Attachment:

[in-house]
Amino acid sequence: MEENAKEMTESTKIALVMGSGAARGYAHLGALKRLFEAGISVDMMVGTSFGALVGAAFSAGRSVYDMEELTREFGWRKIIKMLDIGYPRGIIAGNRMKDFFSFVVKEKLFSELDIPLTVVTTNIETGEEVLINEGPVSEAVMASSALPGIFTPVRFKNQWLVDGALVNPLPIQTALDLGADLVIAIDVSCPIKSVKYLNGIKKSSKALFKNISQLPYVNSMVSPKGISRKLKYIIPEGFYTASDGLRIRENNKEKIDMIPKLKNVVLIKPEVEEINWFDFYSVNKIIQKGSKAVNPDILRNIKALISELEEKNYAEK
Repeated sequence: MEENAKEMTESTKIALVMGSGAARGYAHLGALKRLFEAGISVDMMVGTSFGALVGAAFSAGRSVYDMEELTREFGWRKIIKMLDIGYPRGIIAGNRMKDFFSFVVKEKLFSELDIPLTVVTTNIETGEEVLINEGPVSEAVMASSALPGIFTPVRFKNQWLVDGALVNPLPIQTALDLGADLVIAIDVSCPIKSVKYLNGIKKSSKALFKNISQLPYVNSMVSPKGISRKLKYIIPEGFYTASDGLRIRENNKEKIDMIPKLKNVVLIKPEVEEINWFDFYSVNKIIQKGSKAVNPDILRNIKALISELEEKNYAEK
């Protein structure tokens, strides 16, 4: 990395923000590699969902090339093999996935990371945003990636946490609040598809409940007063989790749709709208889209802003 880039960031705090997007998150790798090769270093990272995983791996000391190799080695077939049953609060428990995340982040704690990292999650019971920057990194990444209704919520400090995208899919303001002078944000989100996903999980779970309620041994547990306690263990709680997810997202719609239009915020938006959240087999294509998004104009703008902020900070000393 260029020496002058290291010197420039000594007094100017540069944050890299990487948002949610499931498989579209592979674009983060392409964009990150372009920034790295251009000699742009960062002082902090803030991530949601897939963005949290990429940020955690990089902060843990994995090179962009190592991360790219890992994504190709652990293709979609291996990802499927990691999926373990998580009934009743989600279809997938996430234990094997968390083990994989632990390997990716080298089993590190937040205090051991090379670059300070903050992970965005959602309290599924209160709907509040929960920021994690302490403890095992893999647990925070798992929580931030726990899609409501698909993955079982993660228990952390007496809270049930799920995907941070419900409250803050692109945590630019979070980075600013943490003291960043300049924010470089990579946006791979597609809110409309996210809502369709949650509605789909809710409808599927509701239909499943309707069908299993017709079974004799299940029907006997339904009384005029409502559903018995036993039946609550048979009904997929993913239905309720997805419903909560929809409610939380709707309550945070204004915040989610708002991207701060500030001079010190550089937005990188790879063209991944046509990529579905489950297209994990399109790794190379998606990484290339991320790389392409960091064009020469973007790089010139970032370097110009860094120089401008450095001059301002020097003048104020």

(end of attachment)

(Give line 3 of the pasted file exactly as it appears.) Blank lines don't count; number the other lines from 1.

Repeated sequence: MEENAKEMTESTKIALVMGSGAARGYAHLGALKRLFEAGISVDMMVGTSFGALVGAAFSAGRSVYDMEELTREFGWRKIIKMLDIGYPRGIIAGNRMKDFFSFVVKEKLFSELDIPLTVVTTNIETGEEVLINEGPVSEAVMASSALPGIFTPVRFKNQWLVDGALVNPLPIQTALDLGADLVIAIDVSCPIKSVKYLNGIKKSSKALFKNISQLPYVNSMVSPKGISRKLKYIIPEGFYTASDGLRIRENNKEKIDMIPKLKNVVLIKPEVEEINWFDFYSVNKIIQKGSKAVNPDILRNIKALISELEEKNYAEK